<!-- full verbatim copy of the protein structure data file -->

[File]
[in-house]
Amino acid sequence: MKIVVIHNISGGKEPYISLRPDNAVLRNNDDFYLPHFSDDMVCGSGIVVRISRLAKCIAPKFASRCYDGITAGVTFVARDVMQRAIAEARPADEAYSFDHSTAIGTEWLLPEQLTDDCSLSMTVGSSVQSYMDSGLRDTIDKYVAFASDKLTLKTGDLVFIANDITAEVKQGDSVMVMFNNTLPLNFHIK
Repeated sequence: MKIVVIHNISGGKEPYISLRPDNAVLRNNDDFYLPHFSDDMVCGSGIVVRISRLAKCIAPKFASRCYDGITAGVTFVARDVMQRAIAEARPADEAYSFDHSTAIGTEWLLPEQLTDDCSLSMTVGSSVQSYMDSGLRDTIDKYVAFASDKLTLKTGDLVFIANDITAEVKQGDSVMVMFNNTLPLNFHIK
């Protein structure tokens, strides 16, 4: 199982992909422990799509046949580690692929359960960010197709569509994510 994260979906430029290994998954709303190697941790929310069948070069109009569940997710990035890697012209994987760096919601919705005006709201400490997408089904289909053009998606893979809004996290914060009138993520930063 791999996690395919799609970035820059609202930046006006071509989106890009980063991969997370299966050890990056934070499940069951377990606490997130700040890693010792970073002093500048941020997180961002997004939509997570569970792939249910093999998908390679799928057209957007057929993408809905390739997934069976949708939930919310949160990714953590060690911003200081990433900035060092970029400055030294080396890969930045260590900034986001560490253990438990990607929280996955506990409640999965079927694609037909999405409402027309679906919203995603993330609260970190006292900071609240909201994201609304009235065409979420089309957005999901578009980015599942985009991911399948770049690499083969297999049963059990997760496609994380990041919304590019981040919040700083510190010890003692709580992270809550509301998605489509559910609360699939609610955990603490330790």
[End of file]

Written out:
[in-house]
Amino acid sequence: MKIVVIHNISGGKEPYISLRPDNAVLRNNDDFYLPHFSDDMVCGSGIVVRISRLAKCIAPKFASRCYDGITAGVTFVARDVMQRAIAEARPADEAYSFDHSTAIGTEWLLPEQLTDDCSLSMTVGSSVQSYMDSGLRDTIDKYVAFASDKLTLKTGDLVFIANDITAEVKQGDSVMVMFNNTLPLNFHIK
Repeated sequence: MKIVVIHNISGGKEPYISLRPDNAVLRNNDDFYLPHFSDDMVCGSGIVVRISRLAKCIAPKFASRCYDGITAGVTFVARDVMQRAIAEARPADEAYSFDHSTAIGTEWLLPEQLTDDCSLSMTVGSSVQSYMDSGLRDTIDKYVAFASDKLTLKTGDLVFIANDITAEVKQGDSVMVMFNNTLPLNFHIK
């Protein structure tokens, strides 16, 4: 199982992909422990799509046949580690692929359960960010197709569509994510 994260979906430029290994998954709303190697941790929310069948070069109009569940997710990035890697012209994987760096919601919705005006709201400490997408089904289909053009998606893979809004996290914060009138993520930063 791999996690395919799609970035820059609202930046006006071509989106890009980063991969997370299966050890990056934070499940069951377990606490997130700040890693010792970073002093500048941020997180961002997004939509997570569970792939249910093999998908390679799928057209957007057929993408809905390739997934069976949708939930919310949160990714953590060690911003200081990433900035060092970029400055030294080396890969930045260590900034986001560490253990438990990607929280996955506990409640999965079927694609037909999405409402027309679906919203995603993330609260970190006292900071609240909201994201609304009235065409979420089309957005999901578009980015599942985009991911399948770049690499083969297999049963059990997760496609994380990041919304590019981040919040700083510190010890003692709580992270809550509301998605489509559910609360699939609610955990603490330790």